Like every fifth-grade vocabulary quiz, this blog post starts with a word bank:
educated rights to equal to teach
citizen position gender forbidden
to oppose young woman to struggle traditional
to be aware vote assembly to demand
Now, for the test: Using only these words, please make your argument defending the Feminist movement’s right to exist.
Prompted by the vocabulary in our new chapter, my Arabic professor decided that our class would stage a debate about the necessity of advocating for women’s rights. She divided our class into two sections: those who would argue that Feminism remains relevant today and those who would argue that Feminism has overstayed its welcome in the face of all the progress that women have made. Partially because I spend half of Arabic class wondering what is actually going on and partially because I couldn’t seriously believe that the professor was asking us to debate Feminism, I laughed incredulously and asked, “Is this a joke?” She shushed me and told me to stop using English. I took her admonishment to mean “no.”
She divided the class arbitrarily into the pro-Feminist group and the anti-Feminist group. Even though I found myself on the pro-side, I felt uncomfortable about the debate. I am not unaware that the point of the debate was not to convince ourselves one way or the other about Feminism. The point of the assignment was to practice using our vocabulary and forming comprehensible sentences. Nevertheless, the situation felt strange. As it turns out, however, the uncomfortable nature of this debate turned out to be a blessing: it taught me a thing or two about how we address Feminism and the conversation that surrounds this complex network of issues.
What I learned comes in the form of another question: did you notice that the vocabulary list with which I provided you at the beginning of this post didn’t include the words “sexuality,” “birth control,” “health care,” “domestic violence,” “double standards,” “lesbian,” “choice,” etc.? In class, I couldn’t mention any of these things even though I feel that they are relevant because I didn’t know how to say them in Arabic. For the majority of the times when we speak about Feminism, we speak about it in our native languages without the same inability to express ourselves. But just because we know how to say the words does not mean that we always use them. We cannot talk about Feminism if we are not equipped with the right words and with all of the words, and we are not doing Feminism any justice if we cannot talk about it.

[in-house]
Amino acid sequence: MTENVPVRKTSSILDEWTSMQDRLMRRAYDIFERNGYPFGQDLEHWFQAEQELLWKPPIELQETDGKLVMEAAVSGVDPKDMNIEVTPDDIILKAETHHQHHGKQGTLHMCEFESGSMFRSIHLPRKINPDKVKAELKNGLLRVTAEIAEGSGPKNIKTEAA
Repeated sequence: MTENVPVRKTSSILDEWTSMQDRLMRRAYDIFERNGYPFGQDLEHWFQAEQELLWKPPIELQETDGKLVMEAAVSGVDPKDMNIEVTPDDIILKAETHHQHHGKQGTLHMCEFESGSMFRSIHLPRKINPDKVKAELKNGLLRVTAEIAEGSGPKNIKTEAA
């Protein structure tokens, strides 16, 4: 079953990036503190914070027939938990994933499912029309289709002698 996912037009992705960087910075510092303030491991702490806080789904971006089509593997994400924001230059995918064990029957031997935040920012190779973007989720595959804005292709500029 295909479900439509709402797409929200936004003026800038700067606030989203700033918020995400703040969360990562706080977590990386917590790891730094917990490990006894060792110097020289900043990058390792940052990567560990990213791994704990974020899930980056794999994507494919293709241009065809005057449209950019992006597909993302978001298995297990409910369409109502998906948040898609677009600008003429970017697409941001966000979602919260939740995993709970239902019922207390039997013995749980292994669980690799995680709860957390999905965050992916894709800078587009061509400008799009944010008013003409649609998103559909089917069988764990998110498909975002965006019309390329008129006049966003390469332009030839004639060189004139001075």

And we need those words. When I joked that the vocabulary list didn’t include “birth control,” someone else in my group joked that birth control wasn’t relevant to our debate. On the contrary, it is incredibly relevant—both the word itself and the acknowledgment that Feminism today encompasses so many more points other than “rights” and “gender.” If we debate the relevance of Feminism in those terms, then Feminism is in danger of being irrelevant. If we’re only talking about women being able to vote or to hold jobs outside of the home, then we don’t need Feminism any more. Mission accomplished.
But we’re not only talking about women being able to vote and to work anymore (and even these issues are still more complicated and less “equal” than we’d like to think they are, especially if we move beyond the United States). In debating the relevance of Feminism with a limited vocabulary, we miss the nuanced version of what Feminism has become, and that version includes a lot more words besides “vote.” The women (and men) who fought for women’s political rights laid the groundwork for us to engage in a more complex dialogue about Feminism. This nuanced version of Feminism is the kind of Feminism that we need today—the kind that examines the intimate roles that Feminism and gender relations serve in the lives of modern women and men who are voting and who are working but who are struggling with other social inequalities.
Just as society, for centuries, did itself no favors by clinging to the idea that women were intellectually and physically inferior to men, we are not going to do ourselves any favors by clinging to ideas of what Feminism has meant in the past—whether it’s “suffrage” from the beginning of the twentieth century or “bra-burning” from the sixties. We are not going to have fruitful conversations and constructive debates about Feminism if we cannot articulate how it is that Feminism has changed from these past conceptions. There was a time for suffrage and there was a time for bra-burning, and today can still be a time for those things, but it is also a time for other things. We are wrestling with questions appropriate to our own historical moment, and we should also acknowledge that these questions vary across communities and individual experiences.
If we, as individuals, don’t know why Feminism is relevant to us, then it is no longer relevant. So, my friends, I leave you with an invitation ripped right from the pages of Candide: cultivate your garden of Feminist vocabulary and never stop cultivating it. Learn to ask yourself why Feminism is important to you and embrace the fact that your ideas may change over time. In short, be better than a fifth-grade vocabulary quiz.